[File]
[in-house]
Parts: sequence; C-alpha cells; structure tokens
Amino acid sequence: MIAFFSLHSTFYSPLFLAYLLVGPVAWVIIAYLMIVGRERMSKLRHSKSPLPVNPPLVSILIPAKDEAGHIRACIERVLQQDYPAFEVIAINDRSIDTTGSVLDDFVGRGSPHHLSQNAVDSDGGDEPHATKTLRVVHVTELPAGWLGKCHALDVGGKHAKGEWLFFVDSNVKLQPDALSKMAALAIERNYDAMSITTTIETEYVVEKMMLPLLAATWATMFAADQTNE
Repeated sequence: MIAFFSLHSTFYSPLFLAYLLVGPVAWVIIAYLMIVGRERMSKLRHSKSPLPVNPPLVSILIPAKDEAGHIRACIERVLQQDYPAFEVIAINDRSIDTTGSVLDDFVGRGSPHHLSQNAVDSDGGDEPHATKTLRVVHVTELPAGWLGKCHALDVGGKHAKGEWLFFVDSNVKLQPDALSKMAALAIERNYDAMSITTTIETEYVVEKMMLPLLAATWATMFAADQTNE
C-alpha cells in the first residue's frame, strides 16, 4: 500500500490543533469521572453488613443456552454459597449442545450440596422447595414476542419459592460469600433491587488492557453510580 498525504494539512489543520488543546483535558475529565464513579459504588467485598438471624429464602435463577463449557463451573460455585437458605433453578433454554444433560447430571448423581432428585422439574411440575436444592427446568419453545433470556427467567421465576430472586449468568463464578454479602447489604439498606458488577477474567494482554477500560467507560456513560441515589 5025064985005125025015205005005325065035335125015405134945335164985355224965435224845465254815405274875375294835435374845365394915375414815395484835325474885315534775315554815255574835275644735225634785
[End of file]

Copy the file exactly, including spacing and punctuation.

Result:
[in-house]
Parts: sequence; C-alpha cells; structure tokens
Amino acid sequence: MIAFFSLHSTFYSPLFLAYLLVGPVAWVIIAYLMIVGRERMSKLRHSKSPLPVNPPLVSILIPAKDEAGHIRACIERVLQQDYPAFEVIAINDRSIDTTGSVLDDFVGRGSPHHLSQNAVDSDGGDEPHATKTLRVVHVTELPAGWLGKCHALDVGGKHAKGEWLFFVDSNVKLQPDALSKMAALAIERNYDAMSITTTIETEYVVEKMMLPLLAATWATMFAADQTNE
Repeated sequence: MIAFFSLHSTFYSPLFLAYLLVGPVAWVIIAYLMIVGRERMSKLRHSKSPLPVNPPLVSILIPAKDEAGHIRACIERVLQQDYPAFEVIAINDRSIDTTGSVLDDFVGRGSPHHLSQNAVDSDGGDEPHATKTLRVVHVTELPAGWLGKCHALDVGGKHAKGEWLFFVDSNVKLQPDALSKMAALAIERNYDAMSITTTIETEYVVEKMMLPLLAATWATMFAADQTNE
C-alpha cells in the first residue's frame, strides 16, 4: 500500500490543533469521572453488613443456552454459597449442545450440596422447595414476542419459592460469600433491587488492557453510580 498525504494539512489543520488543546483535558475529565464513579459504588467485598438471624429464602435463577463449557463451573460455585437458605433453578433454554444433560447430571448423581432428585422439574411440575436444592427446568419453545433470556427467567421465576430472586449468568463464578454479602447489604439498606458488577477474567494482554477500560467507560456513560441515589 5025064985005125025015205005005325065035335125015405134945335164985355224965435224845465254815405274875375294835435374845365394915375414815395484835325474885315534775315554815255574835275644735225634785